Monday, August 13, 2007


40 Hour Work Week Reconsidered

According to an online survey of 10,000 American workers, the average white collar worker wastes 2.09 hours a day. Surfing the Internet was their top time-wasting activity - as in, for instance, answering that survey. Other time wasters included "socializing, conducting personal business, spacing out, running errands, making phone calls, applying for jobs, and arriving late or leaving early." The survey concluded that all this dawdling costs American companies $759 billion a year.

However, as the article at the link below admits, the weekly demands of most salaried jobs can be completed in considerably less than 40 hours a week. Although it seems to me that employees may need to be at work, or at least available to their employers, on a daily basis - even seven days a week and around the clock in many cases - they may not need to spend all that much time actually working. It is possible that corporations, using flex-time and rotating schedules, could save a considerable amount of money by allowing their employees to work 30 hour weeks. This might put less strain on corporate resources and infrastructure, and a far higher percentage of employees' time at work could be committed to their jobs. Just as improved technology has allowed corporations as a whole have become more productive, it has allowed their employees to become more productive as individuals. If they are not allowed to reap the rewards of expanded responsibility and a commensurate increase in income, they should at least be allowed to cash in the profit of a few extra hours a day which they could then devote to family, friends, personal fulfillment and - yes - even earning a little money elsewhere on their own time.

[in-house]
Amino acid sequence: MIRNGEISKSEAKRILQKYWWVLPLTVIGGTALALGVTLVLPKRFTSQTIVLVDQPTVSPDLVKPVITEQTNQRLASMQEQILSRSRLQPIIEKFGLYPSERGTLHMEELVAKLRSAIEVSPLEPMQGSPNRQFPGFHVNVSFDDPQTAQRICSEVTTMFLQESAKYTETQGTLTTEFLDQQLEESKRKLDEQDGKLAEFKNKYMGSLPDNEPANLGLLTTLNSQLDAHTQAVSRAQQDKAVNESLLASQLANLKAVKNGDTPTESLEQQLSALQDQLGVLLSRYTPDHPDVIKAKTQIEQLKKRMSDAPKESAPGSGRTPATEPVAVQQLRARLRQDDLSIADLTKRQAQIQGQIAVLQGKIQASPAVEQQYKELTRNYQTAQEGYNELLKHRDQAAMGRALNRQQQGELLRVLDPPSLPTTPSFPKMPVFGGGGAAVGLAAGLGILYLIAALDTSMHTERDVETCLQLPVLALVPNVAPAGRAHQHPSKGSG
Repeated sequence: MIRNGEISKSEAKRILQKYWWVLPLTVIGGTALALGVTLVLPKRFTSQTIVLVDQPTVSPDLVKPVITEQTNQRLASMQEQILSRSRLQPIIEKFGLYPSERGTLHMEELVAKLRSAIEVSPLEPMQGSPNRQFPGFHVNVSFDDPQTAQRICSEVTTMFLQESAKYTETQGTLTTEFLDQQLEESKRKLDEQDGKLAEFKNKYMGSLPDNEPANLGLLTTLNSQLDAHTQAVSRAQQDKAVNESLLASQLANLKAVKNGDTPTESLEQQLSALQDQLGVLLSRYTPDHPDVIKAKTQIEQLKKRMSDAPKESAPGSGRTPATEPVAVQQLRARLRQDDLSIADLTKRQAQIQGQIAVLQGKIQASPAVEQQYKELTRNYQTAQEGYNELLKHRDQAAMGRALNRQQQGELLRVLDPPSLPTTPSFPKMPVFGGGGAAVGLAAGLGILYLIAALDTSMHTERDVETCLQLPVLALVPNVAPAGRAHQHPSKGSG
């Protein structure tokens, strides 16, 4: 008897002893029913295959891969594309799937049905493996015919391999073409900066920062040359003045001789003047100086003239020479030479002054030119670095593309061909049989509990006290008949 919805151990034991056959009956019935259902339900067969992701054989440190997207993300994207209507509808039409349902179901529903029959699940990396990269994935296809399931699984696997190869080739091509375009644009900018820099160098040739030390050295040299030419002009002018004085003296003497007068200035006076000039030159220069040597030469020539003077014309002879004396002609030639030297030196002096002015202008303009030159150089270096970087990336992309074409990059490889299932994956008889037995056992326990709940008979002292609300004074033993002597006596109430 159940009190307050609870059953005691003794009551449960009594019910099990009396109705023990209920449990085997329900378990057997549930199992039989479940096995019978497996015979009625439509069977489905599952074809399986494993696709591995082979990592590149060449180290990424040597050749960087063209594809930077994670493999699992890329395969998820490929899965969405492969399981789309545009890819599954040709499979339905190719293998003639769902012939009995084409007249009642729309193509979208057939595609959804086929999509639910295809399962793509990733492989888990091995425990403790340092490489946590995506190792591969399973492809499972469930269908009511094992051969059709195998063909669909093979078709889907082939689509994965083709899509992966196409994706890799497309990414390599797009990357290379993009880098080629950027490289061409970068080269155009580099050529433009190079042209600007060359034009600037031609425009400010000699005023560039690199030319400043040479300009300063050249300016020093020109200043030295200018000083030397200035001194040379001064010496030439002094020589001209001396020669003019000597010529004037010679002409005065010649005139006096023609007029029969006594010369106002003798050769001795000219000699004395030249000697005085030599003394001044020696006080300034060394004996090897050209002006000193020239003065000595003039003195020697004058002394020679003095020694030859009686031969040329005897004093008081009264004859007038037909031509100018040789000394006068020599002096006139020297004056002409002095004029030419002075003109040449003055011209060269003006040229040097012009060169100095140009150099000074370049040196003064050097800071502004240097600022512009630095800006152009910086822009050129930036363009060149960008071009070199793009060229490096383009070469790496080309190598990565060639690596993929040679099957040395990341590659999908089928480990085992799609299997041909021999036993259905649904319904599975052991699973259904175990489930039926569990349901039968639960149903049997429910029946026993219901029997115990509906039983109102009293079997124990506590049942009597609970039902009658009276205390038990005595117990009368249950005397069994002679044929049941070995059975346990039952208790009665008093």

"Is it time to reinvent the 40-hour workweek?" from HeraldNet (Everett, Washington)

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